Sometimes the simplest things are the most sublime: dulce de leche is undoubtedly one of them. Milk, sugar, a pinch of bicarbonate at most, and a hint of vanilla: that’s all it takes to make this creamy delicacy, with its velvety texture and intense flavour that captivates anyone who tastes it.

It is a dessert with many names. What Argentinians and Uruguayans call ‘dulce de leche’, Mexicans refer to as ‘cajeta’. In most of Colombia and Venezuela it’s called ‘arequipe’, while in Nicaragua it is ‘bollo de leche’. Cubans have ‘fanguito’, Bolivians ‘manjar blanco’, Panamians ‘bienmesabe’, and Chileans and Ecuadoreans ‘manjar’. It is known as ‘doce de leite’ in Brazil and Portugal, whereas the French call it ‘confiture de lait’ – literally ‘milk jam’.

The French are onto something: dulce de leche is smooth and simple as a jam, the result of reducing milk and sugar to thicken and slowly caramelise it. The chemical processes that take place as the milk proteins and sugars reduce – called the Maillard reaction – lend it a colour and sweetness that is as unique as it is unforgettable.

Given the short list of ingredients, and the simple recipe for its production, it’s not surprising that dulce de leche has played a role in different gastronomic cultures for hundreds of years. Each one of them, with its nuances and slight differences, claims to have created it – and probably more than one of them is right.

The Variations

Not all dulce de leche is the same: in fact, manjar blanco is made in some countries with both evaporated milk and condensed milk, and there are even recipes using rice in the preparation. Originally it was lighter-coloured, whitish with almost a fluid cream consistency, and in some Central American countries it still is. Then there’s the version found in India’s ancient gastronomic and spiritual culture Ayurveda, made with condensed milk and corresponding to the dessert more commonly called “rabri”.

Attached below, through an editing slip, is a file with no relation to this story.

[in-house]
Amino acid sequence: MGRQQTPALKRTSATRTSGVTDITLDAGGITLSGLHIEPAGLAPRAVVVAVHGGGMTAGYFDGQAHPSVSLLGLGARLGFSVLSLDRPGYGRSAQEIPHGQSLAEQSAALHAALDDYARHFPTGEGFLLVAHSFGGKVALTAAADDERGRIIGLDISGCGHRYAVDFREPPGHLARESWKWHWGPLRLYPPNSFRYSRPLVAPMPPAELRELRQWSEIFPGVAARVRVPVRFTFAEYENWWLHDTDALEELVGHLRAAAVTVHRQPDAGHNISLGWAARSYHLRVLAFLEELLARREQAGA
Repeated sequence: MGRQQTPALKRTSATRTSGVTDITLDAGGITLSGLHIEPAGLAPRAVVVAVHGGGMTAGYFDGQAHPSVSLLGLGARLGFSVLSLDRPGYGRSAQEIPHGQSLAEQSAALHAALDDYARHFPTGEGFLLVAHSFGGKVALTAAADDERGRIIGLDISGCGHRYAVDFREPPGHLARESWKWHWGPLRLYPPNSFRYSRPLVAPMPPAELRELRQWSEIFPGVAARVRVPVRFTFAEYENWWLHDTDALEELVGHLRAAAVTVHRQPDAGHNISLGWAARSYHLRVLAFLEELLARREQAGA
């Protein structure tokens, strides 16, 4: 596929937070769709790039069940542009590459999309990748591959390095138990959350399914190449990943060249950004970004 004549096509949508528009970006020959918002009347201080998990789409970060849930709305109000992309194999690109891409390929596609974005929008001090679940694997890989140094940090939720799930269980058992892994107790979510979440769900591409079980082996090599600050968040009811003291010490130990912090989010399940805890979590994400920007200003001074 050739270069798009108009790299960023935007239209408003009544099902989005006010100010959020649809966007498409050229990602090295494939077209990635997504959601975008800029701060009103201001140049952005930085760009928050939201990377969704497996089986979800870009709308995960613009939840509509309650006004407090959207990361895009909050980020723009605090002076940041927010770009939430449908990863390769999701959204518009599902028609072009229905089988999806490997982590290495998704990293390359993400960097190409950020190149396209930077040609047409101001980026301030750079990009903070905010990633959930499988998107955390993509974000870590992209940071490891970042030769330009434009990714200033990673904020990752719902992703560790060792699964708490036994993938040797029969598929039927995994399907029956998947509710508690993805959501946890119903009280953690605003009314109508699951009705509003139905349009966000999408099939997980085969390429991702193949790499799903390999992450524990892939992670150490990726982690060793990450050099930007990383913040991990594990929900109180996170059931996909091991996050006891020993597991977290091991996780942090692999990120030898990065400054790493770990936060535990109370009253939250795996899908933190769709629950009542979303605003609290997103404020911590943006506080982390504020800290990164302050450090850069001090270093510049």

Although cow’s milk is usually used, and the original recipe (as far as we know) was conceived with this ingredient, you can also find iterations with goat’s and sheep’s milk. The intensity of flavour in the former and the extra fat in the latter will be the most important differences in the result. It is also possible to replace all or part of the sugar cane with coconut sugar or glucose. 

Finally, there are vegan versions, where the animal milk is replaced by coconut, soya or almond-based ‘milk’ drinks – but if you’re searching supermarket shelves for vegan dulce de leche, note that the food regulations in certain countries do not allow it to be labelled ‘dulce de leche’ for marketing purposes.

[Photo courtesy of Natalia Kiako from her book Cómo Como]

The Origin

As with many other classic dishes and traditional recipes around the world, there are countless versions and myths surrounding dulce de leche. In Argentina, the most widespread story tells that it came about by chance in 1829, when a cook working for Juan Manuel de Rosas – an important Argentine military and political figure – forgot the ‘lechada’ (sweetened cow’s milk) she was making, and burned it over the fire. The reason for her forgetfulness, they say, was the impending arrival of General Lavalle, another famous character of local history. Similar stories circulate in Chile (with O’Higgins and San Martín as protagonists), though none such tales seem to have much basis in fact.